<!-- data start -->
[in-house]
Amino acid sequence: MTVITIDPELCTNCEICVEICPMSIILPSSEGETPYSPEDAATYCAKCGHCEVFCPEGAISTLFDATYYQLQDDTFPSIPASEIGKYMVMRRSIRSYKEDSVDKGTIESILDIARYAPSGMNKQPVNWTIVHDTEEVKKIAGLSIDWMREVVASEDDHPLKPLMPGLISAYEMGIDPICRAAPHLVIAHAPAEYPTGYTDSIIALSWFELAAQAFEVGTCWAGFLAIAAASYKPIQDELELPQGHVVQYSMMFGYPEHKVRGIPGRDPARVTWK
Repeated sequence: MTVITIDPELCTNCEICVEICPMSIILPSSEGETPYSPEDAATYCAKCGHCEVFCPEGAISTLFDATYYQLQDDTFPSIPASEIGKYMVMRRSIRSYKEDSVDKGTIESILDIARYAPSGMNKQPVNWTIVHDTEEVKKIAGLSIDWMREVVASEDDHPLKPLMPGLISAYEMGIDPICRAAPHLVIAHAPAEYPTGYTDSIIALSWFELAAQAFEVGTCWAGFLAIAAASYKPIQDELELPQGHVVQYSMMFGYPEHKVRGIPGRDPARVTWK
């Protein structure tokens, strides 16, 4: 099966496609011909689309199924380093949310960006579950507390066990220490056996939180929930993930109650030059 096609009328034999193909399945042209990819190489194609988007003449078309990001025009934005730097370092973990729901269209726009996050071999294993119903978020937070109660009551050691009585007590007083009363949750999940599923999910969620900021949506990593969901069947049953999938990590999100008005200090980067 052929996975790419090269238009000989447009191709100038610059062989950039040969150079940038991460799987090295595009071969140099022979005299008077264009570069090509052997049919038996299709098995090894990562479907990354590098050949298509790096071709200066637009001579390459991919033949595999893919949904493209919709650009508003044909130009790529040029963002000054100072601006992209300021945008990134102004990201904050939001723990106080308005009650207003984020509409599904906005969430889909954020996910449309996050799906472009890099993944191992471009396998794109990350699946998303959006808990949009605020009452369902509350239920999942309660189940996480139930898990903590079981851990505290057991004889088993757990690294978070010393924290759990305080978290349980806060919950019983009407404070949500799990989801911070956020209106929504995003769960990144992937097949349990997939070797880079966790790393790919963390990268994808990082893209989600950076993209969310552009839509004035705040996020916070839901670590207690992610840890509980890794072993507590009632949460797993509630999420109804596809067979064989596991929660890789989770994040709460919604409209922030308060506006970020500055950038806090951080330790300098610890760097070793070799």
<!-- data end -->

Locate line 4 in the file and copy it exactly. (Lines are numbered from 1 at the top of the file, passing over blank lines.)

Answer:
């Protein structure tokens, strides 16, 4: 099966496609011909689309199924380093949310960006579950507390066990220490056996939180929930993930109650030059 096609009328034999193909399945042209990819190489194609988007003449078309990001025009934005730097370092973990729901269209726009996050071999294993119903978020937070109660009551050691009585007590007083009363949750999940599923999910969620900021949506990593969901069947049953999938990590999100008005200090980067 052929996975790419090269238009000989447009191709100038610059062989950039040969150079940038991460799987090295595009071969140099022979005299008077264009570069090509052997049919038996299709098995090894990562479907990354590098050949298509790096071709200066637009001579390459991919033949595999893919949904493209919709650009508003044909130009790529040029963002000054100072601006992209300021945008990134102004990201904050939001723990106080308005009650207003984020509409599904906005969430889909954020996910449309996050799906472009890099993944191992471009396998794109990350699946998303959006808990949009605020009452369902509350239920999942309660189940996480139930898990903590079981851990505290057991004889088993757990690294978070010393924290759990305080978290349980806060919950019983009407404070949500799990989801911070956020209106929504995003769960990144992937097949349990997939070797880079966790790393790919963390990268994808990082893209989600950076993209969310552009839509004035705040996020916070839901670590207690992610840890509980890794072993507590009632949460797993509630999420109804596809067979064989596991929660890789989770994040709460919604409209922030308060506006970020500055950038806090951080330790300098610890760097070793070799």